I've been running since middle school, and running half and full marathons since 2017. I've run five marathons and managed to snag a 2:56 PR at the 2023 Tokyo Marathon. My trail pursuits include a run of the Presidential Traverse in New Hampshire (20 miles with 8,300 feet of elevation gain) and a circumnavigation of Torres del Paine National Park in Chile, which is 700 square miles in size. I've been writing about running—training, nutrition, races, and gear—for over a decade. I constantly talk to athletes and industry pros about shoes and have tested multiple earlier iterations of the Sauconys on this list. 

For this guide, I also spoke with Fan Zhou, general manager of running and footwear at REI, for insight on technology, innovation, and trends in the running shoe space. Zhou has been running for more than 15 years, has completed 13 Boston Marathons, and recently ran the California International Marathon. "The rhythm of my life is dictated by running," he told Men's Journal.

What We Look for When Choosing the Best Saucony Running Shoes

We know from our own professional experience—testing and evaluating running shoes and working closely with athletes and industry pros—that the perfect running shoe for one person might be the worst running shoe for another. Zhou agrees: "It depends on where they are in their own personal running journey, and what they want to accomplish while wearing that product." As such, we've evaluated the shoes in this guide based on the quality of the features and build of each one, keeping in mind their potential intended use for any individual

We tested each shoe included in this list—and numerous others—across a range of surfaces and distances. Knowing that all runners have different feet, gaits, and styles of running, we also take into account outside reviews and experiences.

Remember: It's always a good idea to try on a shoe before you commit to it. When shopping for a new pair of running shoes, Zhou recommends noting the "step-in feel" at try-on. "A good running shoe is one that when you take your first steps and you walk around it should just feel comfortable, supportive, and then get you excited to start running in it," he says.

Key Features of Saucony Running Shoes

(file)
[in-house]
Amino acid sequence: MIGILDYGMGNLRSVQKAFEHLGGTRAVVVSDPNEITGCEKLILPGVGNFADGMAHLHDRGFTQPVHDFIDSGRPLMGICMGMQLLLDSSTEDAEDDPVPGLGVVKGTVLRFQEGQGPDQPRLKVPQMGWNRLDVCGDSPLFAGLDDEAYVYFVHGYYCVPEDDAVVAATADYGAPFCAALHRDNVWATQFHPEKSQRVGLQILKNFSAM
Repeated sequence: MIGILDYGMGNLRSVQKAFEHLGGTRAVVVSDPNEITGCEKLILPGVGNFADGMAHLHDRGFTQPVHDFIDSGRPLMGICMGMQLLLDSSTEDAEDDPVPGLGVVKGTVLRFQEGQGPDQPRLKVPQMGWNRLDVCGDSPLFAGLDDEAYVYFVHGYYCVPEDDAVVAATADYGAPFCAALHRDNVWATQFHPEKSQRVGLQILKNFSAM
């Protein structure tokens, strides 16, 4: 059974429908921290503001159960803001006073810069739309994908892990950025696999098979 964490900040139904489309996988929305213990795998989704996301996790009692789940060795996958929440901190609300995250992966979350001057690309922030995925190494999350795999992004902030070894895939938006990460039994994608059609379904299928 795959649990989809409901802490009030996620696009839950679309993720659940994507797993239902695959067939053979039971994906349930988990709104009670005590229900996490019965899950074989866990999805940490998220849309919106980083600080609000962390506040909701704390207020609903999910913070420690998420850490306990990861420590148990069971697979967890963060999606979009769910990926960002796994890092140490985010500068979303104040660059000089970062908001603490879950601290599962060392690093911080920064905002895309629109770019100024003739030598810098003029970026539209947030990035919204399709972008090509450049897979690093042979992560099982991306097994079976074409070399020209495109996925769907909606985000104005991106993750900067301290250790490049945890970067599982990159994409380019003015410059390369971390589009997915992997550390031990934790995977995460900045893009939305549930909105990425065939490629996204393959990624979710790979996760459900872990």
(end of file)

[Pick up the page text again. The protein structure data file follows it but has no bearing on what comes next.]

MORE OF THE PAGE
PWRRUN refers to Saucony's in-house EVA foam found on most of its running shoes. It comes in a few varieties: PWRRUN is Saucony's base-level EVA foam; PWRRUN+ is slightly softer and lighter; PWRRUN PB is a beaded PEBA (polyether block amide) foam that's light and durable, most commonly found in super shoes; and PWRRUN HG is an even more responsive PEBA foam found only in the elite-grade Endorphin Elite.

Saucony has integrated PWRRUN PB into many of its non-super running shoes (it's even in the Endorphin Rift trail running shoe). When I spoke with Zhou, he expressed that the thing he's most excited to see running shoe companies do is experiment with how they construct their midsole, particularly with stack height, foams, and plates. He calls Saucony a leader in the industry in those aspects.

Outsole Rubber

Saucony uses proprietary carbon rubber to give its shoes grip on a variety of surfaces. You'll find PWRTRAC on many of the company's trail running shoes, like the Peregrine, Xodus Ultra, and Endorphin lines, and you'll find XT-900 and XT-600 on road models like the Endorphin Pro.


FORMFIT is a term attached to a number of Saucony running shoes, referring to a three-layer fit system that adapts to the shape of your foot. It consists of an underfoot cradle and a layer of foam that molds to your foot shape over numerous runs, plus flexible upper materials that conform to various foot shapes.

SPEEDROLL Technology

SPEEDROLL is Saucony's in-house term for rockers, characterized by a rolling rise in the toe or heel that's becoming more common in running shoes. The design element is meant to help runners roll through each stride from landing to push-off. Saucony describes SPEEDROLL as consisting of a high platform and a stiffer forefoot.

Related: We Tested 16 New Balance Running Shoes. These Are the Best

Leave a Reply

Your email address will not be published. Required fields are marked *